For this Nonprofit, Children are the Stakeholders



October 30, 2019, 10:18am ET

Jeff Thomson, 

MANA’s mission is simple; to “Feed Kids,” and for CFO Chris Whitfield, understanding the financial requirements to support that mission is of utmost importance. MANA’s mission is to help end malnutrition through production of low-cost, ready-to-use therapeutic food (RUTF). I connected with Chris this month to learn more about the organization, his take on technology and how operations drive financial transactions – a crucial understanding for all staff.

Jeff Thomson: Nearly half of all deaths in children under 5 are attributable to undernutrition, according to UNICEF. As a finance and accounting professional in the RUTF market, how are you able to keep costs low despite relying on a complex manufacturing supply chain? What skills do you leverage to accomplish this difficult task?

Chris Whitfield: We keep costs low in two very distinct ways. First, we have systems and controls in place that capture our costs in a very accurate and timely way. We also have a budget system that projects costs out in the same way that actual costs are captured. This allows us to not only monitor our cost, but drill down into the drivers of variances such as unit costs or units consumed in production. We then monitor these cost drivers daily, weekly or monthly depending on their significance and complexity so that we can keep the distance between variances and reactions as short as possible.

Second, we require our operating managers to be accountable for their cost center and to engage in understanding drivers of cost. We conduct semi-monthly meetings to review expenses and anticipate outcomes for the upcoming 30 to 60 days. Monthly, we review all the same cost drivers that senior management looks at throughout the month. We require much of our staff to understand how operations drive financial transactions they are working in every day, which in turn makes them better financial managers on top of their role.

As for skills, foundationally I leverage learning that goes back to my college days, particularly cost accounting. I have certainly built on those skills through experience in the years since, but I still call on specific concepts I learned back then. I combine these skills with my experience over the years to empower my team and our organization at MANA to positively engage in financial management.

Thomson: Before joining MANA, you worked primarily in the private sector – both within organizations and as a consultant with leading global advisory firms. How have you employed for-profit accounting and reporting practices in a non-profit environment? Do other non-profits – which likely lack MANA’s level of complexity and global supply chain – operate along similar lines that you manage the finance function at MANA?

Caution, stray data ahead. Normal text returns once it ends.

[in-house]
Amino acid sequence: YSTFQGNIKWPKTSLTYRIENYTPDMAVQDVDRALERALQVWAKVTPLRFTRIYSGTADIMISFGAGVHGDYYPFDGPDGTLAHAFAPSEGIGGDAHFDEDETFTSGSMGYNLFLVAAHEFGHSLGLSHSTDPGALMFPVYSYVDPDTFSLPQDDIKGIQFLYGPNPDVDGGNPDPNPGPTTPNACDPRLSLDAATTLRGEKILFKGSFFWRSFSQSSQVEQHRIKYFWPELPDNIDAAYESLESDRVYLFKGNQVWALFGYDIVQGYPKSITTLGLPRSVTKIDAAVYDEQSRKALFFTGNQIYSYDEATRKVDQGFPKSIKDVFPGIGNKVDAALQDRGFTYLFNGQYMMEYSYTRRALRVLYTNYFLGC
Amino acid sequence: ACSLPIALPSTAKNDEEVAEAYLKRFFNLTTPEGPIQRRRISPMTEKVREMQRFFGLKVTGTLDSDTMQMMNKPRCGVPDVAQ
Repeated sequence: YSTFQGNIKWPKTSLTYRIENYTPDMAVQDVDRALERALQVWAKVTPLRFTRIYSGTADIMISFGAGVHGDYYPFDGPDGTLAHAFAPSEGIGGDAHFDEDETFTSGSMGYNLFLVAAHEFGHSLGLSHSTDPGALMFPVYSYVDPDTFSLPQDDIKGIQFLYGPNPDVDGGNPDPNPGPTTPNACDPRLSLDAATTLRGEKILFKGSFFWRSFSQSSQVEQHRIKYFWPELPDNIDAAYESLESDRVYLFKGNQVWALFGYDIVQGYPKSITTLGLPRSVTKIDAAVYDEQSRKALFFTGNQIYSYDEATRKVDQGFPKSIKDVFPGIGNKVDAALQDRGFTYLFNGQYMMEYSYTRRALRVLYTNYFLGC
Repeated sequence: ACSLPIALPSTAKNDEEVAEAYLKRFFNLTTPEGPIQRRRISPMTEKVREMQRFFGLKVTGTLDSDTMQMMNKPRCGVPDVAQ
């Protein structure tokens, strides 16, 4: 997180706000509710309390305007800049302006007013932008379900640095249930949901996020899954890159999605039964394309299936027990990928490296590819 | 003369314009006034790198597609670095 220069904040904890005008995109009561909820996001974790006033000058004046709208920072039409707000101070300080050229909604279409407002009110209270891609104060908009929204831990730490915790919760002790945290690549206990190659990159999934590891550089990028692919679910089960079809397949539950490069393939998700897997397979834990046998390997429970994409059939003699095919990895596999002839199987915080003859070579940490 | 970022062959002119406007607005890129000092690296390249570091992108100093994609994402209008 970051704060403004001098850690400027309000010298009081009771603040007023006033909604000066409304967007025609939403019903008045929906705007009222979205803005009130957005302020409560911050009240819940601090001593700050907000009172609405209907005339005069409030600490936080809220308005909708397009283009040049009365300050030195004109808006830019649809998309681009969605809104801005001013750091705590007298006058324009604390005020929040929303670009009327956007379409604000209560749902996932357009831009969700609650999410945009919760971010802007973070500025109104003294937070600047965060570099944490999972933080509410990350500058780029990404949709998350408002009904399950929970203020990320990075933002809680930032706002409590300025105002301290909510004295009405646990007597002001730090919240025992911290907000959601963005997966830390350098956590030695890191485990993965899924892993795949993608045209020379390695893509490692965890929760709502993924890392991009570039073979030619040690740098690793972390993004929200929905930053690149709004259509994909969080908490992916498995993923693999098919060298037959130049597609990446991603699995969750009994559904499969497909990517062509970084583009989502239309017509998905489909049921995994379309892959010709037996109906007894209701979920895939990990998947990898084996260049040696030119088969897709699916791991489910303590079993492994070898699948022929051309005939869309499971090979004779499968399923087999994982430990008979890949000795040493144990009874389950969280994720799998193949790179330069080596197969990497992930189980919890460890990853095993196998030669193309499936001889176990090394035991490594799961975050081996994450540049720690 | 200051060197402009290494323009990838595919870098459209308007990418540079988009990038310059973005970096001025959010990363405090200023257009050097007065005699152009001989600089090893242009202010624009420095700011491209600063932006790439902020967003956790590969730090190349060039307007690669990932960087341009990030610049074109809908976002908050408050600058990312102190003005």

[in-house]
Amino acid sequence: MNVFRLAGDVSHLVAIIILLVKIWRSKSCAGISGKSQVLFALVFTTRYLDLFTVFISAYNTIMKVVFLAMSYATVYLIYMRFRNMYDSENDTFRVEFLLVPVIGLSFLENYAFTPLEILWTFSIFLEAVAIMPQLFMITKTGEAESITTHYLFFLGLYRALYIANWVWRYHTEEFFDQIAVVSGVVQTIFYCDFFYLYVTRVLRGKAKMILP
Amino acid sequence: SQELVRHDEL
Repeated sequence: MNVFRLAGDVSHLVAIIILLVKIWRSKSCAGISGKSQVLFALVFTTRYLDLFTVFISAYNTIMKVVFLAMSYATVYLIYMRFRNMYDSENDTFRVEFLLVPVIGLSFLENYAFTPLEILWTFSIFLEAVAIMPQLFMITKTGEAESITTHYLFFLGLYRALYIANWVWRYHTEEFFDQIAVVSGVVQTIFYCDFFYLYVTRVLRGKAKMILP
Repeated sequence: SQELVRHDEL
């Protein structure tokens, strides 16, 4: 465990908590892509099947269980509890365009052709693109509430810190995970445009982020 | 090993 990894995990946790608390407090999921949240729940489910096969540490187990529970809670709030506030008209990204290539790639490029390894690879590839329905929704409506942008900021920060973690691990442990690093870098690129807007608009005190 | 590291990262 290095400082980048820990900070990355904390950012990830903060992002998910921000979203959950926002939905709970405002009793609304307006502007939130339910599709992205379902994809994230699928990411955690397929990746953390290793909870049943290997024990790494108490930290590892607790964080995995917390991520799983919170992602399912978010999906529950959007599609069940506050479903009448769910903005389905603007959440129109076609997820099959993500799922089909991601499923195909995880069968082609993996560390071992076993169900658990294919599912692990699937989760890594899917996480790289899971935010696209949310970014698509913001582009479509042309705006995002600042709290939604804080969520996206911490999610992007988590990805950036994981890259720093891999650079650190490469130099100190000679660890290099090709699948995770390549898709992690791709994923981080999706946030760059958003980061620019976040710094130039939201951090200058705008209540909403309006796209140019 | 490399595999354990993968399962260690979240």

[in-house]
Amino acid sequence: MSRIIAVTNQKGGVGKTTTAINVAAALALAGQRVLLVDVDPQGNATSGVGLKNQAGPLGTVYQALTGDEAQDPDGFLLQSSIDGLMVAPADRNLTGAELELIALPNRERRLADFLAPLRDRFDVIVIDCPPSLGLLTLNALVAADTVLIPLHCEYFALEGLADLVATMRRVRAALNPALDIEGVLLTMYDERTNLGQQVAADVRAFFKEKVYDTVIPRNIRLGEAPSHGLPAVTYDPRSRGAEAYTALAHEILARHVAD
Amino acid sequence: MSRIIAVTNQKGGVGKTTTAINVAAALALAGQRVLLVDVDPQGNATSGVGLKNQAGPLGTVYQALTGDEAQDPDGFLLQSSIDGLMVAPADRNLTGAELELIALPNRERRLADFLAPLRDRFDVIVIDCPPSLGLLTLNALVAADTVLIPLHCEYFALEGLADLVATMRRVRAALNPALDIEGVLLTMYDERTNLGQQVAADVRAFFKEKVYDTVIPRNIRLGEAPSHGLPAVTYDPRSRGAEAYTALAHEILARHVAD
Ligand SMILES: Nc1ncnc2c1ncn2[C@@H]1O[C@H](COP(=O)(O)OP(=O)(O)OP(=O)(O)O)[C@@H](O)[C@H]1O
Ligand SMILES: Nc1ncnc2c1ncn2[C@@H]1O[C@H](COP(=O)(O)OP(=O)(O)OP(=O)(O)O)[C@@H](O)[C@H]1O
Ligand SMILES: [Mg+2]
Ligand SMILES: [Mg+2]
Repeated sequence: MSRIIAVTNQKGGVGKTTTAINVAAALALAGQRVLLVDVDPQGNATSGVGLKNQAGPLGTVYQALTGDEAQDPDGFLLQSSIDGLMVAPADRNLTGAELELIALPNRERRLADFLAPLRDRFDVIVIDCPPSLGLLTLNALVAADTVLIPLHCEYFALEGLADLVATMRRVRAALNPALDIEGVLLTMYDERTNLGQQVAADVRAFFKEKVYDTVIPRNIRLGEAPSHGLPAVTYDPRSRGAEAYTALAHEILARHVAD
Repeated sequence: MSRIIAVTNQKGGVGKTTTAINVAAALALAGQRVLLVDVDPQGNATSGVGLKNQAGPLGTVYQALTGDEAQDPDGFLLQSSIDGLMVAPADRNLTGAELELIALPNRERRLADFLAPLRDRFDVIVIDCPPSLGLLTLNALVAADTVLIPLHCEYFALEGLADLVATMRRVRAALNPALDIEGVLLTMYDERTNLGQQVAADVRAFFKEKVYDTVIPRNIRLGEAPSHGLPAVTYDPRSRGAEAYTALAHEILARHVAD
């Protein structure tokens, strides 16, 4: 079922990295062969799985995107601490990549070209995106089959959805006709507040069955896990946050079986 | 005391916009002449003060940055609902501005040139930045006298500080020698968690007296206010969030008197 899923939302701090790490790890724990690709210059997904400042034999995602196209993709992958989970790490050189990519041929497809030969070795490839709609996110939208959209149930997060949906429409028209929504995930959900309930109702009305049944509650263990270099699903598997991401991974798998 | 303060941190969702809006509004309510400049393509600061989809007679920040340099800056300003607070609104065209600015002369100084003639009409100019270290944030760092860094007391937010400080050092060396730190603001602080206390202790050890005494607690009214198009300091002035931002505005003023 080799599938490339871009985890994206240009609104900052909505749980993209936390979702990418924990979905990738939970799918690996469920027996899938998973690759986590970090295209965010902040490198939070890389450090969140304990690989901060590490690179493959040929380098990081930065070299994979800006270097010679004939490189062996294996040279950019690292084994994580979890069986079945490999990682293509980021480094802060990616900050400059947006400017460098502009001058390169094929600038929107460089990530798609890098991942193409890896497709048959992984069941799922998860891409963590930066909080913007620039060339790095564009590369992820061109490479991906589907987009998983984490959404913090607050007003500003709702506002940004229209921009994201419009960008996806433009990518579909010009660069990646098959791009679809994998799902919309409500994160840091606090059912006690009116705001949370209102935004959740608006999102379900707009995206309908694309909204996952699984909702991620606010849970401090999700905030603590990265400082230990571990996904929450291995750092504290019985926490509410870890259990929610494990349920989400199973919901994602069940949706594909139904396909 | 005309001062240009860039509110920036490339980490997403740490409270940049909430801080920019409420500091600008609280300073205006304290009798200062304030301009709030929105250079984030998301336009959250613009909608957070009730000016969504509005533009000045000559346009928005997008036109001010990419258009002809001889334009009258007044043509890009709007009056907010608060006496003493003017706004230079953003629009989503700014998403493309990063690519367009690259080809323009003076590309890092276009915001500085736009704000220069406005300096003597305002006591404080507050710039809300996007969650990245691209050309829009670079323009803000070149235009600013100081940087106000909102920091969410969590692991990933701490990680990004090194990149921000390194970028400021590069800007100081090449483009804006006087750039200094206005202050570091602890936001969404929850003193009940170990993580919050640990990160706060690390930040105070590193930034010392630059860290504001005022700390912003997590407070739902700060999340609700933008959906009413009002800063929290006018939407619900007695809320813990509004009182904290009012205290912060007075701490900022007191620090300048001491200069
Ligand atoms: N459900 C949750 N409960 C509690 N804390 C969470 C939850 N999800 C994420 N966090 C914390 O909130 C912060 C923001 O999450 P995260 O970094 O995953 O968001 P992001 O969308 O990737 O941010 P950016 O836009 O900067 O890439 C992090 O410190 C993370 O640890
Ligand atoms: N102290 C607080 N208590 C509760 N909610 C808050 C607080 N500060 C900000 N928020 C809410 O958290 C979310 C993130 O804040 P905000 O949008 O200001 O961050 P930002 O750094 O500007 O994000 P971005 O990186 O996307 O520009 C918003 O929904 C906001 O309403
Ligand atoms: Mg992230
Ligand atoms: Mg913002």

Whitfield: MANA is a manufacturer and as such we employ the same principles of revenue recognition, cost accounting and expense control as any other manufacturer. At the other end of the management spectrum, our board of directors is made up predominately of individuals who made their success in the for-profit world of business, so traditional management reporting that measures revenue, gross margin, EBITDA and net income just like any other business is what they want to see. In terms of other measures of financial performance – return of investment, working capital, inventory turnover and debt to equity, etc. – our board of directors has the same expectations of financial management as any other business.

When it comes to financial management, I handle our business at MANA just like I would any other organization I have worked with in the for-profit world. We retain enough earnings to sustain ourselves financially; the only real difference for us is that the “dividend” we generate results in lowering the pricing in the market of the live-saving food products we sell or re-invest it into new ways of lowering the overall cost of manufacturing our product. The lower the cost, the lower the price. The lower the price, the greater the number of children that can be saved. MANA’s mission is simple; to “Feed Kids.” The children we serve are our shareholders.

Thomson: MANA is both a non-profit and a startup. Having worked extensively with more established organizations in your prior career, what challenges did you find when you transitioned to MANA? In your leadership role, what did you do to help the organization find its footing?